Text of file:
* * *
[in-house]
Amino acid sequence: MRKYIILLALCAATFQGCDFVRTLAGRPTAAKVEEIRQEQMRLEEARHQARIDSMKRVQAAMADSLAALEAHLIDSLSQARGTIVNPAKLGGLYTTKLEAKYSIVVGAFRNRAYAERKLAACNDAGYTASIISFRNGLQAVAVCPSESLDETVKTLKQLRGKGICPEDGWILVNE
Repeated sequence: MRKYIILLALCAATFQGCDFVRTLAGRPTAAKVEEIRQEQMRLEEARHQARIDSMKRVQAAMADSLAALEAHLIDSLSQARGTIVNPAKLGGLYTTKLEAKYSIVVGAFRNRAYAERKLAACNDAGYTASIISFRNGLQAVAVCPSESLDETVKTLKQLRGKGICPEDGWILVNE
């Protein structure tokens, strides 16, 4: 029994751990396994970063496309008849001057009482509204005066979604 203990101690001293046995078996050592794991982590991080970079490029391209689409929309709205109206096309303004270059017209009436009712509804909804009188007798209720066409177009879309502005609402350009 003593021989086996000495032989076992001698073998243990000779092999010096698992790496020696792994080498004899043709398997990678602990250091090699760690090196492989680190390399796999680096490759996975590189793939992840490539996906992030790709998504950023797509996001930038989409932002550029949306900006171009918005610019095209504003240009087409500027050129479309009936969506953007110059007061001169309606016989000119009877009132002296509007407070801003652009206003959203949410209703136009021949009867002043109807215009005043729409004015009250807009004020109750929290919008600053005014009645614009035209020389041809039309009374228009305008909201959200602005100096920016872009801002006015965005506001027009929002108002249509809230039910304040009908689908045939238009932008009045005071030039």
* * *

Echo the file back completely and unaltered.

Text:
[in-house]
Amino acid sequence: MRKYIILLALCAATFQGCDFVRTLAGRPTAAKVEEIRQEQMRLEEARHQARIDSMKRVQAAMADSLAALEAHLIDSLSQARGTIVNPAKLGGLYTTKLEAKYSIVVGAFRNRAYAERKLAACNDAGYTASIISFRNGLQAVAVCPSESLDETVKTLKQLRGKGICPEDGWILVNE
Repeated sequence: MRKYIILLALCAATFQGCDFVRTLAGRPTAAKVEEIRQEQMRLEEARHQARIDSMKRVQAAMADSLAALEAHLIDSLSQARGTIVNPAKLGGLYTTKLEAKYSIVVGAFRNRAYAERKLAACNDAGYTASIISFRNGLQAVAVCPSESLDETVKTLKQLRGKGICPEDGWILVNE
């Protein structure tokens, strides 16, 4: 029994751990396994970063496309008849001057009482509204005066979604 203990101690001293046995078996050592794991982590991080970079490029391209689409929309709205109206096309303004270059017209009436009712509804909804009188007798209720066409177009879309502005609402350009 003593021989086996000495032989076992001698073998243990000779092999010096698992790496020696792994080498004899043709398997990678602990250091090699760690090196492989680190390399796999680096490759996975590189793939992840490539996906992030790709998504950023797509996001930038989409932002550029949306900006171009918005610019095209504003240009087409500027050129479309009936969506953007110059007061001169309606016989000119009877009132002296509007407070801003652009206003959203949410209703136009021949009867002043109807215009005043729409004015009250807009004020109750929290919008600053005014009645614009035209020389041809039309009374228009305008909201959200602005100096920016872009801002006015965005506001027009929002108002249509809230039910304040009908689908045939238009932008009045005071030039």